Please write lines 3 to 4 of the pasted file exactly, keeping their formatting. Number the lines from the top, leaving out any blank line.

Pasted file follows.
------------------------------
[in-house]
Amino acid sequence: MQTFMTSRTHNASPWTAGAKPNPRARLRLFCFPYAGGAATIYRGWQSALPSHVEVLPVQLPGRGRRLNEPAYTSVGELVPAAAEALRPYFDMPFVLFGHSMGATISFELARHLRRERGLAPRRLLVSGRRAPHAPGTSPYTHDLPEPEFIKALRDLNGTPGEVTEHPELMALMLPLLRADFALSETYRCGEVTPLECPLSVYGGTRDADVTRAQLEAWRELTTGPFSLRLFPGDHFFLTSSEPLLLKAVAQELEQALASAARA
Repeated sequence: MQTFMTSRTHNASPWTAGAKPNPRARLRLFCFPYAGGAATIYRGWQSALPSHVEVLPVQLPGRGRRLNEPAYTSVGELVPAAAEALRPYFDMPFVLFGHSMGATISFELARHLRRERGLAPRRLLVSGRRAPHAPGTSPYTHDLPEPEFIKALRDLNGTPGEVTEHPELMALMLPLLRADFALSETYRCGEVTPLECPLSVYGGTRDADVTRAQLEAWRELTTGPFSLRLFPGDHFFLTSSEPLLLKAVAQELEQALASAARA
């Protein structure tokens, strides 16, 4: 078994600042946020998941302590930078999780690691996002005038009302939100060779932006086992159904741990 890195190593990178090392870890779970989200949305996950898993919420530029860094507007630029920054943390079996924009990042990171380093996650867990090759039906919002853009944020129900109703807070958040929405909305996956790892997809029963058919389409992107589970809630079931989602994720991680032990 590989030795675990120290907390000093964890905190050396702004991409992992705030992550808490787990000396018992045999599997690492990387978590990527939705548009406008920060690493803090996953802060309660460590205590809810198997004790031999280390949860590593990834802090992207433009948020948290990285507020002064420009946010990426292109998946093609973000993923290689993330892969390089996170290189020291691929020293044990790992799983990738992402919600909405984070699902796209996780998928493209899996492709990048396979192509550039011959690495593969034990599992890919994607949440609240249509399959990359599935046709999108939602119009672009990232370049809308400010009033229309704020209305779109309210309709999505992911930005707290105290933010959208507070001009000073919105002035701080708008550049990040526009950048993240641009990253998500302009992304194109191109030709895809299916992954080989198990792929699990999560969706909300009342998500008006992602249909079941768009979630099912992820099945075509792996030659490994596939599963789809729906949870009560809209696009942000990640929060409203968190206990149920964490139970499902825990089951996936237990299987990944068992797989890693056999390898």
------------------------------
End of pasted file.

Repeated sequence: MQTFMTSRTHNASPWTAGAKPNPRARLRLFCFPYAGGAATIYRGWQSALPSHVEVLPVQLPGRGRRLNEPAYTSVGELVPAAAEALRPYFDMPFVLFGHSMGATISFELARHLRRERGLAPRRLLVSGRRAPHAPGTSPYTHDLPEPEFIKALRDLNGTPGEVTEHPELMALMLPLLRADFALSETYRCGEVTPLECPLSVYGGTRDADVTRAQLEAWRELTTGPFSLRLFPGDHFFLTSSEPLLLKAVAQELEQALASAARA
């Protein structure tokens, strides 16, 4: 078994600042946020998941302590930078999780690691996002005038009302939100060779932006086992159904741990 890195190593990178090392870890779970989200949305996950898993919420530029860094507007630029920054943390079996924009990042990171380093996650867990090759039906919002853009944020129900109703807070958040929405909305996956790892997809029963058919389409992107589970809630079931989602994720991680032990 590989030795675990120290907390000093964890905190050396702004991409992992705030992550808490787990000396018992045999599997690492990387978590990527939705548009406008920060690493803090996953802060309660460590205590809810198997004790031999280390949860590593990834802090992207433009948020948290990285507020002064420009946010990426292109998946093609973000993923290689993330892969390089996170290189020291691929020293044990790992799983990738992402919600909405984070699902796209996780998928493209899996492709990048396979192509550039011959690495593969034990599992890919994607949440609240249509399959990359599935046709999108939602119009672009990232370049809308400010009033229309704020209305779109309210309709999505992911930005707290105290933010959208507070001009000073919105002035701080708008550049990040526009950048993240641009990253998500302009992304194109191109030709895809299916992954080989198990792929699990999560969706909300009342998500008006992602249909079941768009979630099912992820099945075509792996030659490994596939599963789809729906949870009560809209696009942000990640929060409203968190206990149920964490139970499902825990089951996936237990299987990944068992797989890693056999390898």